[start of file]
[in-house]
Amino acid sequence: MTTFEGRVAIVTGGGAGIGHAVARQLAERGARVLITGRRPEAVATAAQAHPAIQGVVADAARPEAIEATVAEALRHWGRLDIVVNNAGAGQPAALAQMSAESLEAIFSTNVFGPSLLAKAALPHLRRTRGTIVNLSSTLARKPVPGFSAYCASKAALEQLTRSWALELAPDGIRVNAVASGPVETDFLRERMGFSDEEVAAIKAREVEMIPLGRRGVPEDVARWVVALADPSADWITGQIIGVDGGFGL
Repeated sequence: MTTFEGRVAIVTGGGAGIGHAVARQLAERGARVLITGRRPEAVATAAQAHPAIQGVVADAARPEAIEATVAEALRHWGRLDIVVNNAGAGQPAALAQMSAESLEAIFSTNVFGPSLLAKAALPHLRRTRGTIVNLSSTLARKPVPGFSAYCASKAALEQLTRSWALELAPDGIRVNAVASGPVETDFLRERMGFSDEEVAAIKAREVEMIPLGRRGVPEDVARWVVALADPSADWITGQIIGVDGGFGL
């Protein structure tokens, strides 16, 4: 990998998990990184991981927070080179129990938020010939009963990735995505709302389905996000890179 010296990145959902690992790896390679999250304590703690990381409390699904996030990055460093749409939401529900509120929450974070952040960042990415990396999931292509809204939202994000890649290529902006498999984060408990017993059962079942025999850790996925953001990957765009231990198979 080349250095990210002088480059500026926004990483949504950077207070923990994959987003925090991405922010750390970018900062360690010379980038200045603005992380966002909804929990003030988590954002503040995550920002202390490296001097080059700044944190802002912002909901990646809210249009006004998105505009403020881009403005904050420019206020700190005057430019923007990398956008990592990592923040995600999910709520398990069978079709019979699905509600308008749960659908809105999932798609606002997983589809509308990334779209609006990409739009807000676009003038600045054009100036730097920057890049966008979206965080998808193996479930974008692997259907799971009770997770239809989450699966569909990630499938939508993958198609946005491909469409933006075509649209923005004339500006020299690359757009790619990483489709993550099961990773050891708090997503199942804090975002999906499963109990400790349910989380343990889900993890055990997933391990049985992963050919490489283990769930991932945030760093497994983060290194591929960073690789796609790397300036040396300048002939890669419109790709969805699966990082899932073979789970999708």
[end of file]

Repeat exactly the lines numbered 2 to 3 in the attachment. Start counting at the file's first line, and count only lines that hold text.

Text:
Amino acid sequence: MTTFEGRVAIVTGGGAGIGHAVARQLAERGARVLITGRRPEAVATAAQAHPAIQGVVADAARPEAIEATVAEALRHWGRLDIVVNNAGAGQPAALAQMSAESLEAIFSTNVFGPSLLAKAALPHLRRTRGTIVNLSSTLARKPVPGFSAYCASKAALEQLTRSWALELAPDGIRVNAVASGPVETDFLRERMGFSDEEVAAIKAREVEMIPLGRRGVPEDVARWVVALADPSADWITGQIIGVDGGFGL
Repeated sequence: MTTFEGRVAIVTGGGAGIGHAVARQLAERGARVLITGRRPEAVATAAQAHPAIQGVVADAARPEAIEATVAEALRHWGRLDIVVNNAGAGQPAALAQMSAESLEAIFSTNVFGPSLLAKAALPHLRRTRGTIVNLSSTLARKPVPGFSAYCASKAALEQLTRSWALELAPDGIRVNAVASGPVETDFLRERMGFSDEEVAAIKAREVEMIPLGRRGVPEDVARWVVALADPSADWITGQIIGVDGGFGL